It is also important to note that this process should not be used as a replacement for an appeal. Ms. Maxwell strongly believes that she is a legitimate refugee and while we are not in a position to pass judgment on whether or not this is the case, it is not uncommon for legitimate refugees to be denied in our system. Even though the 2001 IRPA states that an Appeal Division should exist, it has not yet been implemented. This fact has been criticized by the United Nations High Commission of Refugees, the Inter-American Committee on Human Rights, the Committee on the Convention Against Torture, and by Canadian academics, lawyers and NGOS, including the Canadian Council of Refugees who recently released a report entitled the Refugee Appeal is No One Listening? The fact of the matter is, no legal system, especially those making life and death decisions, can meet the standards of fundamental justice without allowing appeals. This is especially true in a system that has been so criticized for its inconsistencies. Many have argued that there are a number of avenues of appeal currently available. This is an entirely false statement since Federal court reviews are only available on errors in law, PRRAs must involve new information that was not presented at the refugee hearing, and humanitarian or compassionate grounds are discretionary, not judicial. Furthermore, the success rates in these avenues are appalling, ranging from two to five percent. The Canadian government has recognized the need for an appeal in their legislation, but four years after the act was passed we are no closer to an Appeal Division.

Minister Volpe, we implore you to use your discretion to bring Wendy Maxwell back to Canada before the harm she feared so much becomes reality and, more importantly, for all of those in Wendy's situation who do not have media support, we urge you to remove the requirement for your discretion. We ask that the department of Citizenship and Immigration stop the practice of deporting people who fear harm in their country of origin before all legal options are exhausted. We demand that the Charter be upheld by implementing an Appeal Division for Refugee Determination. We ask you at this time to honour the Singh decision, our Charter of Rights and Freedoms and Canada's reputation as a world leader in human rights, by giving real meaning to Section 7 for those seeking asylum from persecution. If we believe in the global system of human rights, we need to take responsibility for our own contribution to human rights violations when we do not protect the survivors who manage to come here and ask for help. We realize that you may not be able to comment on a particular case, but a response addressing our broader concerns would be greatly appreciated.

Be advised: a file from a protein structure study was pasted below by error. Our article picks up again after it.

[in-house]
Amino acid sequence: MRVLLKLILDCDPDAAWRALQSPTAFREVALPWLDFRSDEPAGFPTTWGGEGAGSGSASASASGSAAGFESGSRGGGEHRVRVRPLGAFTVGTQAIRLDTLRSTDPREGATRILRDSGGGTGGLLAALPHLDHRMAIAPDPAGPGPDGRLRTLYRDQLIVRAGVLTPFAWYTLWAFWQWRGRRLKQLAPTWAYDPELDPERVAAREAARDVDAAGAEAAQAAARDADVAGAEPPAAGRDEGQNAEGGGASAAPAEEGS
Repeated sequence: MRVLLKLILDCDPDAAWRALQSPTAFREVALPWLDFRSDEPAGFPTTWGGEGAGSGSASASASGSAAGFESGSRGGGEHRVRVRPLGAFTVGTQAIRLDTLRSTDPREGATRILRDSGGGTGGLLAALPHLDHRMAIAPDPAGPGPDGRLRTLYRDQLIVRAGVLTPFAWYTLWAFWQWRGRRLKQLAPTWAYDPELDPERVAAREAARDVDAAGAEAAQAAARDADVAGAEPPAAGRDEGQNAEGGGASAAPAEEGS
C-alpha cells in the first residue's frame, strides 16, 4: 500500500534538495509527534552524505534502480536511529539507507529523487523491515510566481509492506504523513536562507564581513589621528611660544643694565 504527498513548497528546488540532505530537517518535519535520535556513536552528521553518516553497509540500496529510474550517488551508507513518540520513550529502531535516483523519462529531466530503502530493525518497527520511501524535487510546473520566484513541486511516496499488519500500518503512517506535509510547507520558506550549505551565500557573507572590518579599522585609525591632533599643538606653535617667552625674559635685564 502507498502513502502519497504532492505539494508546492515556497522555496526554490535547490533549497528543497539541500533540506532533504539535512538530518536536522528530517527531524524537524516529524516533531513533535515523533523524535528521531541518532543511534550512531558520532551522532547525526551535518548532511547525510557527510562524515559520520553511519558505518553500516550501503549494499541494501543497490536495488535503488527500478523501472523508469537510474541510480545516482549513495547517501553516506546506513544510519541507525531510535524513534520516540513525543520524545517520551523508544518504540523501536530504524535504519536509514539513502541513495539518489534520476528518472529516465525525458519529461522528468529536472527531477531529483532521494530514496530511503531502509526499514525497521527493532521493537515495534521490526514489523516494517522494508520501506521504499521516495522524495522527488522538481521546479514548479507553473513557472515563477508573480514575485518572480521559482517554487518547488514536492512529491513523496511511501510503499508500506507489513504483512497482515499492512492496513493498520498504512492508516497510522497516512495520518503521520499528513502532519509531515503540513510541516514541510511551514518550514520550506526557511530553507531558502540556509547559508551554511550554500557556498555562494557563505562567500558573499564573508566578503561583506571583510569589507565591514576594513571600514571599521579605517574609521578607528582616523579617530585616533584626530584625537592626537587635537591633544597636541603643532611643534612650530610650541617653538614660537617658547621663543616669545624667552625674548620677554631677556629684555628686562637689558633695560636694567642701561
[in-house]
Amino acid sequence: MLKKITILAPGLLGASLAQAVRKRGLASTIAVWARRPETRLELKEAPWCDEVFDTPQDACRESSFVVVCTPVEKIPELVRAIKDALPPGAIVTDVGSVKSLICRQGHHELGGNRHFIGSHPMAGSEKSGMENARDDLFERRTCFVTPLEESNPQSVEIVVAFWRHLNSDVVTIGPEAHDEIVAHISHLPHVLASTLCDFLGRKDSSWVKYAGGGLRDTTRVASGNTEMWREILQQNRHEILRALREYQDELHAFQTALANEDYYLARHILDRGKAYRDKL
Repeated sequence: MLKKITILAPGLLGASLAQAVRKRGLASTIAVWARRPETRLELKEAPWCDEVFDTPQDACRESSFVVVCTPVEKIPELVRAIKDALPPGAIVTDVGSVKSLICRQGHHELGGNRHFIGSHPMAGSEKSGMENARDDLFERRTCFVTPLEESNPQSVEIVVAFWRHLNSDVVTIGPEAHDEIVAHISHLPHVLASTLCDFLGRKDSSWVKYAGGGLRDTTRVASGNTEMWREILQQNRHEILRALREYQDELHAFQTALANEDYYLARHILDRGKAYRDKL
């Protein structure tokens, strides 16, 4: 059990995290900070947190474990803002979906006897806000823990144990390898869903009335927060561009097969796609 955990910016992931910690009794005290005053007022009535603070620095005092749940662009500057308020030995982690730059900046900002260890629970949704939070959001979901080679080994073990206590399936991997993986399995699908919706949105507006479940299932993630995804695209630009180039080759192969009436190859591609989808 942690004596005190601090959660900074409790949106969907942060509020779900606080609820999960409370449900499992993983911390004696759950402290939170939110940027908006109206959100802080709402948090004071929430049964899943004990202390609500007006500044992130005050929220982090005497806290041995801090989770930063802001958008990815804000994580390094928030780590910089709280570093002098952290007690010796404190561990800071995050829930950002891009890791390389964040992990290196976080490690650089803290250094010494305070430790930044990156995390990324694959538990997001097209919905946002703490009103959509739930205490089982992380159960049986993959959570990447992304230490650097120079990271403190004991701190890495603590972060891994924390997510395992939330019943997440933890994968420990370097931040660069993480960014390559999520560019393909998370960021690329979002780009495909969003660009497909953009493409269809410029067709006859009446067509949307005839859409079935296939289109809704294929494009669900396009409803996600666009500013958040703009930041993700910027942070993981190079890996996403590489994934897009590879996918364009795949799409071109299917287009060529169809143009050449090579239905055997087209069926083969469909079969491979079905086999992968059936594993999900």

--- Graduate Students and Faculty of Ryerson's Master Immigration and Settlement Studies Program

This letter first appeared in The Eyeopener, the Ryerson University student newspaper. It can be found on the Eyeopener website at: http://www.theeyeopener.com/storydetail.cfm?storyid=1984